Tutorial 3: the band structure of ZnO (calculated with explicit k-points)

In this tutorial we will calculate the band structure of bulk zinc oxide using the k-space formulation of Koopmans. The input file for this tutorial can be downloaded here.

Calculating the Koopmans band structure

The input file

First, let us inspect the input file:

2    "workflow": {
3        "task": "singlepoint",
4        "functional": "ki",
5        "base_functional": "lda",
6        "method": "dfpt",
7        "init_orbitals": "mlwfs",
8        "calculate_alpha" : false,
9        "alpha_guess": [[0.3580, 0.3641, 0.3640, 0.3641, 0.3571, 0.3577, 0.3577, 0.3573, 0.3573, 0.3580, 0.3641, 0.3640, 0.3641, 0.3571, 0.3577, 0.3577, 0.3573, 0.3573, 0.2158, 0.2323, 0.2344, 0.2343, 0.2158, 0.2323, 0.2344, 0.2343, 0.2231, 0.2231]],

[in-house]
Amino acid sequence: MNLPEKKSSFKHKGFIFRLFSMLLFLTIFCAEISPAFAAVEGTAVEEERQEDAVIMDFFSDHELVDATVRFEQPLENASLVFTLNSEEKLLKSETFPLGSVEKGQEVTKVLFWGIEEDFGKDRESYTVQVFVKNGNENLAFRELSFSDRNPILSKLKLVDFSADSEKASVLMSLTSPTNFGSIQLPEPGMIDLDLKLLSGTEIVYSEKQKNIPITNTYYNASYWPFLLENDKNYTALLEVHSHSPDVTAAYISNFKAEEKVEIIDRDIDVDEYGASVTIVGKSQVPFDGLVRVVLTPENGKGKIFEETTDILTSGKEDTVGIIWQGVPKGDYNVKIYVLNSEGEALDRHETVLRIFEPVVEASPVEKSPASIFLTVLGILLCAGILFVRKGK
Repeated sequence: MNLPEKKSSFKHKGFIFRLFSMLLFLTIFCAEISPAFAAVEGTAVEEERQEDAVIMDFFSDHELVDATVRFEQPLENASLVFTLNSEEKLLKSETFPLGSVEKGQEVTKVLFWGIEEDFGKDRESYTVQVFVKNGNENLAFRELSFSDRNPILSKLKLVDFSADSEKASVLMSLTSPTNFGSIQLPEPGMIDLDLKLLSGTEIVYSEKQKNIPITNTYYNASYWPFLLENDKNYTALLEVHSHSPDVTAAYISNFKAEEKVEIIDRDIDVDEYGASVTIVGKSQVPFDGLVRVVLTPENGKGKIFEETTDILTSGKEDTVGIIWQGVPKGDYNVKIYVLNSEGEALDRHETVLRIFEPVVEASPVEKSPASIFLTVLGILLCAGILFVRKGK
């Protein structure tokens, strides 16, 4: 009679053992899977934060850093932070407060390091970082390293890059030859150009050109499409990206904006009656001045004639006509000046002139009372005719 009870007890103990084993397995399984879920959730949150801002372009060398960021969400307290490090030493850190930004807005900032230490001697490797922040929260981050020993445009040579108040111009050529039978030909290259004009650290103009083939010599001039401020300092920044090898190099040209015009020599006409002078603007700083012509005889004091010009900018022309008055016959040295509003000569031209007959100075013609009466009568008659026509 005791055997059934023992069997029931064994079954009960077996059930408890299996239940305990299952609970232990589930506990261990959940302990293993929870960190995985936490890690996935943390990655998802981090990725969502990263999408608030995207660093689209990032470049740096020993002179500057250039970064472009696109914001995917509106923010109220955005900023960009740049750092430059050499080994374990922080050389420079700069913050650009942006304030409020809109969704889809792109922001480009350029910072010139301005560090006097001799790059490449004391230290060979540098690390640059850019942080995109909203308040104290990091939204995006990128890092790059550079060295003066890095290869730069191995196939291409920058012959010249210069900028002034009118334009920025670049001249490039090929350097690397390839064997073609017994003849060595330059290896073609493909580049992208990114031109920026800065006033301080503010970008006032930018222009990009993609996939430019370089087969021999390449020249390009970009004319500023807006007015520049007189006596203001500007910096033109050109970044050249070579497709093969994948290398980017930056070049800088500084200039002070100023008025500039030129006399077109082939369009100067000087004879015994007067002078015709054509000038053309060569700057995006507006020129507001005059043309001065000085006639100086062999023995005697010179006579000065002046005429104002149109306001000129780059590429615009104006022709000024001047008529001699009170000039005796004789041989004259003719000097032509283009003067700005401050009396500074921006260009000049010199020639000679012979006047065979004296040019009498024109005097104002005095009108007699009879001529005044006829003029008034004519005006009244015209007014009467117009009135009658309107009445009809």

Here we tell the code to calculate the KI bandstructure using the DFPT primitive cell approach. We will not actually calculate the screening parameters in this tutorial (because this calculation takes a bit of time) so we have set calculate_alpha to False and we have provided some pre-computed screening parameters in the alpha_guess field.

The rest of the file contains the atomic coordinates, k-point configuration, and calculator parameters (including the Wannier projectors, which we will discuss later).

Running the calculation

Running koopmans zno.json should produce an output with several sections: after the header there is the Wannierization

16   Wannierization
17   ==============
18    Running wannier/scf... done
19    Running wannier/nscf... done
20    Running wannier/block_1/wann_preproc... done
21    Running wannier/block_1/pw2wan... done
22    Running wannier/block_1/wann... done
23    Running wannier/block_2/wann_preproc... done